• It doesn't help your phone survive, but it saves you from utter boredom as you can load up your favorite stuff mid-flight, whether it's a movie, a long music playlist or a game. It won't save your phone, but rather saves you from utter boredom. Yeah, I know the in-flight entertainment system is a thing, but honestly, I only find 1-2 movies that I like watching. On a really long flight, that's not much, especially when you consider that my last long-flight, aside from the one back in 2014 to Taipei, was a 16 hour flight from Chicago O' Hare to Hong Kong. Seriously, it gets boring on a flight that's 6 hours or more.....unless I get to sit in the cockpit. Now THAT's entertainment. Too bad they don't allow it anymore, so my best bet is a flight-sim unless I decide to become a pilot with Delta or whichever airline.
  • 16 hours! Well that rules out depending on the phone alone... It's battery pack if the plane does not have USB at the seats.
  • It requires less battery to play local content than to stream it. Plus you can even keep your phone in Airplane mode while playing local content if you really wanted. Posted via the Android Central App
  • Anybody know which cases are in the picture with the galaxy s6? Posted via the Android Central App
  • Looks like the two colorful cases are Speck
  • Thanks Posted via the Android Central App
  • Interesting, makes absolute sense!
  • In my case I don't have any problems since I'm not glued to my phone 24/7 like 99.9%. I can easily go a week without my phone than with my tablet. Some people forget their babies in their cars, but if they don't see their precious smartphone they go berserk.
  • Yep still a few of us around that don't need to suckle on the smartphone digital teat. Most here on this site are man-babies.
  • Oh shut up. Then this post isn't for you Posted via the Android Central App
  • no comments
  • I have no comment for your lack of a comment. Posted via the Android Central App
  • And I refuse to comment on your comment regarding the lack of comment! Oh wait... Posted via the Android Central App
  • I carry a Nomad Carabiner micro-usb cable. Nomad also makes iphone lightning cables, as well as short cables that work as keychains--less likely to get lost, IMO. They don't make USB-C cables yet.
  • You do know that anyone looking at you using your phone or laptop constantly on a flight thinks you are the saddest guy on the flight? Just kick back and plan your day a little better!
  • I don't spend the whole flight on the phone. I keep it in my pocket until I get bored, but don't hesitate to listen to music or watch a movie (or play a good game) if I'm not talking to someone. I've never had to charge up before reaching my hotel room, and even gave away my power bank to another passenger. Of course on my last flight from Texas, I was entertained by the guy in front of me screaming and crying ;) Posted via the Android Central App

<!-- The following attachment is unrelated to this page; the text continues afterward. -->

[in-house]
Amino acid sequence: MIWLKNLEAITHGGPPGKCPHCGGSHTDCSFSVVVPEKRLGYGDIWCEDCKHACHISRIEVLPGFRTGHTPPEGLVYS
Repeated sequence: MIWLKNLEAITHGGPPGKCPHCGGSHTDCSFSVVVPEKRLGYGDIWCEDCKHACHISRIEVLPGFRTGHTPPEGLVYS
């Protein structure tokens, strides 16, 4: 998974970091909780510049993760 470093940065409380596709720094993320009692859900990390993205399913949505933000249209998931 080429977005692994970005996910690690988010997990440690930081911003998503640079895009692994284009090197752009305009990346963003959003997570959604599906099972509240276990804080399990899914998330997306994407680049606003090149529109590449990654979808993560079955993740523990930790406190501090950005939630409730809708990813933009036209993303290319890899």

• Projection aside, the actual saddest person is the one who thinks someone should care about a rude, nosy stranger's opinion of them.
  • Easiest way to preserve the battery life (in my opinion) is to turn the phone off and use a throw-around phone/tablet for media purposes. I have an original Moto G that fulfills my music and browsing needs. It cost me about $20.
  • If you travel internationally... make sure to buy an unlocked phone with support for a buttload of LTE bands. Something like the recent Nexuses or the Moto X Pure.
  • Great tips...any suggestion for USB-C portable charger for a Nexus 6P?
  • It's a no brainer. Ravpower Turbo Series 20100 mAh battery with USB-C fast charging... I'm using it as I type right now. It's model RP-PB043. That'll get you through a 24 hour flight easily. Has a USB 2.0 quick charger port and a regular USB port as well. Can charge the charger through USB-C as well. LOVE IT.
  • Just turn airplane mode on. You can still use wifi (if the aircraft has it) on airplane mode.
  • How about games? Any no Internet required, ad free games? Will to pay for them upfront. Posted via the Android Central App
  • Thanks for mentioning the swappable battery offered by LG and in the past by Samsung. Spent yesterday on the flight circuit. Upgraded to the Note 5 last year and love most everything about it. EXCEPT the sealed battery. Carrying a fully charged spare or two was as easy as pie for all the phone use I could want with my Note 3. Now, I'm like most of the rest of the slaves looking for wall outlets or dealing with a bulky power bank. The Note 5 has quick charging, which I appreciate, as well as great initial battery life. But neither of those features come close to a some replacement batteries and an xtra carger when flying.